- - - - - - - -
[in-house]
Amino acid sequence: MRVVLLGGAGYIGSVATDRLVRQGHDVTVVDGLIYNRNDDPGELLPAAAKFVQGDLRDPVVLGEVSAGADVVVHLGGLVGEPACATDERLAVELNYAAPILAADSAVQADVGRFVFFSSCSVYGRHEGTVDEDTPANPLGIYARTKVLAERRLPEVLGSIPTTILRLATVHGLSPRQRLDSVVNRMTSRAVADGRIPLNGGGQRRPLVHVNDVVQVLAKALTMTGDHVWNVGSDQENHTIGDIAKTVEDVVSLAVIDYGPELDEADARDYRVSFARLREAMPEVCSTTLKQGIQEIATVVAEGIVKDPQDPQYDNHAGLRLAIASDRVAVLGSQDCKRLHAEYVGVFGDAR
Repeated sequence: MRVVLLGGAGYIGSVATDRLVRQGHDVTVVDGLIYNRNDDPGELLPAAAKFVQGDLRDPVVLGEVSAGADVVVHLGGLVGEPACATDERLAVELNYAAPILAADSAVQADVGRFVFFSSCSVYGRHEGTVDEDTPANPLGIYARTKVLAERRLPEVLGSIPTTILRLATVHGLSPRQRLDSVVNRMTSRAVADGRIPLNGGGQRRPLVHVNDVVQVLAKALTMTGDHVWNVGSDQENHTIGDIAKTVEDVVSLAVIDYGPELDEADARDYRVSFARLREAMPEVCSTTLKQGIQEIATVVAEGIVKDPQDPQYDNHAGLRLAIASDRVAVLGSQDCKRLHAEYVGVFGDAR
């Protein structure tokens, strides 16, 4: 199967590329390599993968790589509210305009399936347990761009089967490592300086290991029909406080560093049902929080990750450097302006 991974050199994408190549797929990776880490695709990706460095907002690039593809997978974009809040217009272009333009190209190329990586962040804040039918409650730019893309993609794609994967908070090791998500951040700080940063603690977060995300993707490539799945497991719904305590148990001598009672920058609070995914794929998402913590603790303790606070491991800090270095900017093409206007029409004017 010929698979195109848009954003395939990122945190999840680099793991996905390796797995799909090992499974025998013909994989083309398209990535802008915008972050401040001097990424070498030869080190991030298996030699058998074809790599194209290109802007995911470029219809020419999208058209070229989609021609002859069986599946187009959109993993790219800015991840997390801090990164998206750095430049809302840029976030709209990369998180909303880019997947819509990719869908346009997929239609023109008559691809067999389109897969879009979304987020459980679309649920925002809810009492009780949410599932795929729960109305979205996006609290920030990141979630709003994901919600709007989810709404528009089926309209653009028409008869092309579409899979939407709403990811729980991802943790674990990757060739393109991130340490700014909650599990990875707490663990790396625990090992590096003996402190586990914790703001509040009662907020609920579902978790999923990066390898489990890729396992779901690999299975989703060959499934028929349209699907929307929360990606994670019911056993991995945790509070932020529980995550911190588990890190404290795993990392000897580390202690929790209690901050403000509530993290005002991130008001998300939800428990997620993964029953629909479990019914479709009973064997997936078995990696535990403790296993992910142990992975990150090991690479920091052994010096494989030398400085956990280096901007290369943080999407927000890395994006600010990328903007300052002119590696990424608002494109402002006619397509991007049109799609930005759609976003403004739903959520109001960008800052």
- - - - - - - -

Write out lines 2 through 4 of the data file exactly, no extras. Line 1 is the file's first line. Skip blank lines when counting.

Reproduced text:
Amino acid sequence: MRVVLLGGAGYIGSVATDRLVRQGHDVTVVDGLIYNRNDDPGELLPAAAKFVQGDLRDPVVLGEVSAGADVVVHLGGLVGEPACATDERLAVELNYAAPILAADSAVQADVGRFVFFSSCSVYGRHEGTVDEDTPANPLGIYARTKVLAERRLPEVLGSIPTTILRLATVHGLSPRQRLDSVVNRMTSRAVADGRIPLNGGGQRRPLVHVNDVVQVLAKALTMTGDHVWNVGSDQENHTIGDIAKTVEDVVSLAVIDYGPELDEADARDYRVSFARLREAMPEVCSTTLKQGIQEIATVVAEGIVKDPQDPQYDNHAGLRLAIASDRVAVLGSQDCKRLHAEYVGVFGDAR
Repeated sequence: MRVVLLGGAGYIGSVATDRLVRQGHDVTVVDGLIYNRNDDPGELLPAAAKFVQGDLRDPVVLGEVSAGADVVVHLGGLVGEPACATDERLAVELNYAAPILAADSAVQADVGRFVFFSSCSVYGRHEGTVDEDTPANPLGIYARTKVLAERRLPEVLGSIPTTILRLATVHGLSPRQRLDSVVNRMTSRAVADGRIPLNGGGQRRPLVHVNDVVQVLAKALTMTGDHVWNVGSDQENHTIGDIAKTVEDVVSLAVIDYGPELDEADARDYRVSFARLREAMPEVCSTTLKQGIQEIATVVAEGIVKDPQDPQYDNHAGLRLAIASDRVAVLGSQDCKRLHAEYVGVFGDAR
């Protein structure tokens, strides 16, 4: 199967590329390599993968790589509210305009399936347990761009089967490592300086290991029909406080560093049902929080990750450097302006 991974050199994408190549797929990776880490695709990706460095907002690039593809997978974009809040217009272009333009190209190329990586962040804040039918409650730019893309993609794609994967908070090791998500951040700080940063603690977060995300993707490539799945497991719904305590148990001598009672920058609070995914794929998402913590603790303790606070491991800090270095900017093409206007029409004017 010929698979195109848009954003395939990122945190999840680099793991996905390796797995799909090992499974025998013909994989083309398209990535802008915008972050401040001097990424070498030869080190991030298996030699058998074809790599194209290109802007995911470029219809020419999208058209070229989609021609002859069986599946187009959109993993790219800015991840997390801090990164998206750095430049809302840029976030709209990369998180909303880019997947819509990719869908346009997929239609023109008559691809067999389109897969879009979304987020459980679309649920925002809810009492009780949410599932795929729960109305979205996006609290920030990141979630709003994901919600709007989810709404528009089926309209653009028409008869092309579409899979939407709403990811729980991802943790674990990757060739393109991130340490700014909650599990990875707490663990790396625990090992590096003996402190586990914790703001509040009662907020609920579902978790999923990066390898489990890729396992779901690999299975989703060959499934028929349209699907929307929360990606994670019911056993991995945790509070932020529980995550911190588990890190404290795993990392000897580390202690929790209690901050403000509530993290005002991130008001998300939800428990997620993964029953629909479990019914479709009973064997997936078995990696535990403790296993992910142990992975990150090991690479920091052994010096494989030398400085956990280096901007290369943080999407927000890395994006600010990328903007300052002119590696990424608002494109402002006619397509991007049109799609930005759609976003403004739903959520109001960008800052």